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Historically, the I.R.S. and taxpayers often disagreed over whether a loan between related entities should be treated as equity rather than true debt. As a result, substantial case law has built up over the years, especially involving closely-held entities. One such case is Mixon, which was discussed in our prior publication from April 2014 as the leading case law providing for the 13 factors to be considered in debt-equity cases. In recent years, the I.R.S. has begun to focus on the debt-equity issue in the cross border arena, and new decisions are being issued. Two 2012 cases, in the United States Tax Court (the “Tax Court” or “Court”), went in different directions. In PepsiCo, the taxpayer prevailed and equity treatment was upheld. In contrast, the I.R.S. prevailed in Hewlett-Packard, where the Tax Court was convinced that the transaction should be categorized as a loan rather than equity. In this case, the court looked beyond the instrument at issue and also examined agreements between the shareholders in the transaction.

Earlier this year, Hewlett-Packard (“HP”) appealed its loss in the Tax Court to the U.S. Court of Appeals for the Ninth Circuit, arguing that the lower court’s finding – that the investment displayed more “qualitative and quantitative indicia of debt than equity” – was “clearly erroneous.”


HP purchased an interest in a Dutch corporation, Foppingadreef (“FOP”), from AIG in 1996. The investment was originally structured by AIG as an equity investment in preferred shares. The other shareholder was a Dutch bank, ABN AMRO (“ABN”). FOP’s Articles of Incorporation provide that it was organized for the purpose of investing its assets in contingent interest notes (“C.I.N.’s”) and other approved debt instruments. FOP invested in C.I.N.’s issued by ABN which provided for interest consisting of a fixed element and a contingent element. The terms of the preferred shares, as structured by AIG, gave HP voting rights and preferred entitlement to dividend distributions. HP’s vote was slightly more than 20%.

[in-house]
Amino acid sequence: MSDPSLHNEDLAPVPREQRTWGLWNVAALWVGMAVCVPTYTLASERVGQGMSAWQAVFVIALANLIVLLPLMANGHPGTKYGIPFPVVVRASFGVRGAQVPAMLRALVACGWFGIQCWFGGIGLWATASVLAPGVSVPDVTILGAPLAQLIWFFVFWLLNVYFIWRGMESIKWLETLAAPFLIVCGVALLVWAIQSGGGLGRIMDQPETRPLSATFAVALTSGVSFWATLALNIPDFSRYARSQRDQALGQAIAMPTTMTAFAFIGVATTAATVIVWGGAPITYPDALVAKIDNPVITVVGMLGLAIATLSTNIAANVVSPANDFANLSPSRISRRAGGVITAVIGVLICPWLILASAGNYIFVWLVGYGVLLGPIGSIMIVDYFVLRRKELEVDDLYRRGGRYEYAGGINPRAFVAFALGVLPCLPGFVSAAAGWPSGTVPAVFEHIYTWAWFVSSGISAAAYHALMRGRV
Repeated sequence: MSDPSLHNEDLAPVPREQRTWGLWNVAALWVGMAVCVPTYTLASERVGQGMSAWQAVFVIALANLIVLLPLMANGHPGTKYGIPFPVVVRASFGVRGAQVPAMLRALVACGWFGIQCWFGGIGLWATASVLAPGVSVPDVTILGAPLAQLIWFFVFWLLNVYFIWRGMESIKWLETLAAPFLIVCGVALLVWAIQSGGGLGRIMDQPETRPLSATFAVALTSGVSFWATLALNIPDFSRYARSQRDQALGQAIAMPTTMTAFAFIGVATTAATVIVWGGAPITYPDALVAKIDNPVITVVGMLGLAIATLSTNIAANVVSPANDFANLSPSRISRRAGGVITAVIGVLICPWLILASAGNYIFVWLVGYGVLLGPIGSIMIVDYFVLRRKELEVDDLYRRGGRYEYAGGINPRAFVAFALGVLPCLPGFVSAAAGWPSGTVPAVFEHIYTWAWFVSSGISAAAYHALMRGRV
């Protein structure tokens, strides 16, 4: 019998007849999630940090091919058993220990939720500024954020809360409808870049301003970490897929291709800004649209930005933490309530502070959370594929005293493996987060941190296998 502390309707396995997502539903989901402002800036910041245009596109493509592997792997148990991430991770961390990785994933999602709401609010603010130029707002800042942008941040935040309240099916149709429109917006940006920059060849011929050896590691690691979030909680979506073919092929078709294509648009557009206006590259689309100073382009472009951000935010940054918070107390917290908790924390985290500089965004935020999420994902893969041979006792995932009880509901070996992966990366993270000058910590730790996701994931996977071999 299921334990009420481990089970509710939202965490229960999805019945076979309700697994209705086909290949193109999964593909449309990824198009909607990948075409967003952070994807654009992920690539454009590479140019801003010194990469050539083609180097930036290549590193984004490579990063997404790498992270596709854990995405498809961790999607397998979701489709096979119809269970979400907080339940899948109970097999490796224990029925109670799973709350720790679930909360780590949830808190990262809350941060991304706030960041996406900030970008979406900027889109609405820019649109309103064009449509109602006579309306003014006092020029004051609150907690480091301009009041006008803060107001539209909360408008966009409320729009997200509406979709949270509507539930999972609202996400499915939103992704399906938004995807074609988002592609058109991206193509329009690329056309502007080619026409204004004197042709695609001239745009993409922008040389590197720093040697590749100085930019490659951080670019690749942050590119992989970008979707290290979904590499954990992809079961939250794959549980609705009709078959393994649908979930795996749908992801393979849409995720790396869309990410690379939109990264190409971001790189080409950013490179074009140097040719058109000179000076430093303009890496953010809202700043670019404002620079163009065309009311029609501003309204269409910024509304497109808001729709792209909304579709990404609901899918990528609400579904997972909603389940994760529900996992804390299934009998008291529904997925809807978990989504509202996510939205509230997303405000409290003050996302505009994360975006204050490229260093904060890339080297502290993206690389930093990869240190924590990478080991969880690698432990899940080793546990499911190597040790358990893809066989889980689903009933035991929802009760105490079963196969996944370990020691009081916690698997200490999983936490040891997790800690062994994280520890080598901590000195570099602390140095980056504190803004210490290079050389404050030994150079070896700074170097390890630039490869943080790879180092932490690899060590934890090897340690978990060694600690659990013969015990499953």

Tax 101: Financing A U.S. Subsidiary - Debt vs. Equity

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When a foreign business contemplates operating in the U.S. through a U.S. subsidiary corporation, it must take into account the options available for funding the subsidiary. As a practical matter, a foreign-owned subsidiary may encounter difficulty in obtaining external financing on its own, and thus, internal financing is often considered. It is a common practice for a foreign parent corporation to fund its subsidiary through a combination of equity and debt.

Using loans in the mixture of the capital structure is often advisable from a tax point of view. Subject to the general limitations under the Internal Revenue Code (the “Code”), financing the operations with debt will result in a U.S. interest expense deduction, often with a meaningful reduction of the overall tax rate applicable to the operation. (It should be noted that the U.S. has one of the highest corporate tax rates in the world.) Additionally, repayment of invested capital (in the form of debt principal) will be free of U.S. withholding tax if the investment qualifies as a debt instrument for U.S. tax purposes. If the lender is a resident of a treaty jurisdiction and eligible for treaty benefits, the interest payments will be subject to a reduced rate of taxation – or a complete elimination of taxation – under the treaty. Another reason multinational entities use debt to finance their subsidiaries is the possibility for tax arbitrage resulting from the differing treatment in various countries of debt and equity.